Album Review: The Rosebuds, “Loud Planes Fly Low”, Latest Record Runs Deep
Michele | On 19, Sep 2011
Indie-rock duo The Rosebuds’ recent release of their fifth album, Loud Planes Fly Low, came not long after members Ivan Howard and Kelly Crisp decided to put an end to their six-year marriage. Despite having spent the bulk of their music-making career as husband and wife, the end of their marriage did not signify the end of their partnership in songwriting. In the most recent issue of Under the Radar, Howard and Crisp, both multi-instrumentalists, discuss the uncharacteristically personal nature of the lyrical content in their latest musical endeavor. Both assert that the writing and recording of Loud Planes Fly Low post split proved a cathartic and emotionally honest experience (Studarus 18).
The intimate, diary-like 10-song account of Howard and Crisp’s shared college days and subsequent marriage results from freely conjuring up warm, nostalgia-evoking memories of the time they spent together. According to Under the Radar contributor Laura Studarus, Howard found insight when Crisp came up with the title lyrics “…loud planes fly low” in the song “Cover Ears”. Having realized what the album was about, he described the writing process as very genuine and free of emotional inhibition.
Beyond the artful arrangements, folky, almost psychedelic guitar grooves, and well-meshed harmony lie poetic and unrestrained lyrics. Right from the get-go with “Go Ahead”, Howard and Crisp sing lines like “Go ahead and plant a forest, where we can hide when the city expels us, we can sleep in the branches, our own little outpost in the trees… ”. Lyrics like these connote memories of a shared youth spent falling in love and romping through worlds created only by the imagination.
Each instrument on the record lends to a vast landscape of reflection sincerely expressed through song. String arrangements by Ari Picker (Lost in the Trees) create a collage of feeling in the songs, especially in “Limitless Arms” and “Second Bird of Paradise”. The strings in the latter elicit warmth and passion in some spots, and connote mystery and perhaps a hint of danger in others. The pizzicato strings nicely mirror the guitar motive that appears in the very beginning. Crisp and Howard’s voices in tandem complement each other almost perfectly, but it would be nice to hear Crisp’s voice in the forefront a little more often.
Stylistically, the ten tracks of Loud Planes Fly Low are rigorously cohesive. However, atmospheric diversity almost longs to peak through the consistently introspective, harmony-rich, string-infused tunes that are perfect for the unearthly hours of the night. “Come Visit Me” may be one of the only potentially bop-able tracks on the record, and is also one of the only songs in which Kelly Crisp showcases her singing.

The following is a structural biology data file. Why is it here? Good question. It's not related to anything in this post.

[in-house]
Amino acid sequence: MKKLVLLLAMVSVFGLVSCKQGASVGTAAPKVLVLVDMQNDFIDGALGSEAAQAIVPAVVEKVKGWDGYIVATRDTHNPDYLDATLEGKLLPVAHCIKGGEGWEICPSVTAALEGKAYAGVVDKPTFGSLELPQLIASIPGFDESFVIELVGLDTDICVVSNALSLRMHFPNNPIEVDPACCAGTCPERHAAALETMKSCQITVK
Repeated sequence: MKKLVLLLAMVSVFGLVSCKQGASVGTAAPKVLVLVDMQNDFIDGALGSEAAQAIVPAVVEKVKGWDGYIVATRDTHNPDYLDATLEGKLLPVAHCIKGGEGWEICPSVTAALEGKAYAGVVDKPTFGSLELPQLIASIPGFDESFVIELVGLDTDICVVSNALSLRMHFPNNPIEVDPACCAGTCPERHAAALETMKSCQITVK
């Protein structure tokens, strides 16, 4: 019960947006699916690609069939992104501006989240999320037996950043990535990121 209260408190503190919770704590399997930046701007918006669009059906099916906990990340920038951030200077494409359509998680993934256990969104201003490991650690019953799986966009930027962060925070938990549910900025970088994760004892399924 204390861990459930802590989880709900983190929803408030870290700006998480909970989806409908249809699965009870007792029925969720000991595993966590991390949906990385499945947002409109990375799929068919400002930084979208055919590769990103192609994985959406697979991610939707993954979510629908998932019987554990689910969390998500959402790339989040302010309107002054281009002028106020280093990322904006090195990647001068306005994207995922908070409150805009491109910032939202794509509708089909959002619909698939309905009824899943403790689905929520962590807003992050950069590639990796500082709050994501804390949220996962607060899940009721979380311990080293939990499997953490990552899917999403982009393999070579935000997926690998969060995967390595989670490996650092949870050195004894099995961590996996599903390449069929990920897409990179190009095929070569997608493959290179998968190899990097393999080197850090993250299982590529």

“Cover Ears” is perhaps the most like-able track on the album, mostly for its “…loud planes fly low” vocal line, which seems slightly ominous over a chord progression whose qualities (major/minor) are difficult to decipher due to the busy patchwork of instruments. That melody line seems to yearn for a specific harmony, to be sung hypothetically by Crisp, as Howard sings the lead. Its absence leaves a hole in my aural spectrum, so I sing it (out loud) almost every time I listen to the song. On a different note, the transition from the previous song, “A Story”, to “Cover Ears” is incredibly seamless and very neat, for lack of a better word.
But to revise my previous criticism of the stylistic diversity on the album- musicians shouldn’t really be subject to such an assessment. Artists create works of art primarily to realize their own self-expression, and it’s up to the public to appreciate it or discard it. So whatever stylistic cohesion or versatility weaves its way into this album, that’s exactly the way it is, because that’s how the songwriters intended it.
All comments on style and mood aside, the entire album is a welcome addition to any music library. Howard and Crisp’s first collaboration post marital mortem allows the listener to be privy to intimate, almost romantic stories that unlock rooms and corners in the former couple’s memories. These rooms and corners, eloquently and vividly evoked, transport, illuminate, ignite flames, transcend limits, and portray images that only the mind’s eye can awaken. What better way to record a beautiful history than through song?
Studarus, Laura. “The Rosebuds: Love and Loss.” Under the Radar July 2011: 18. Print.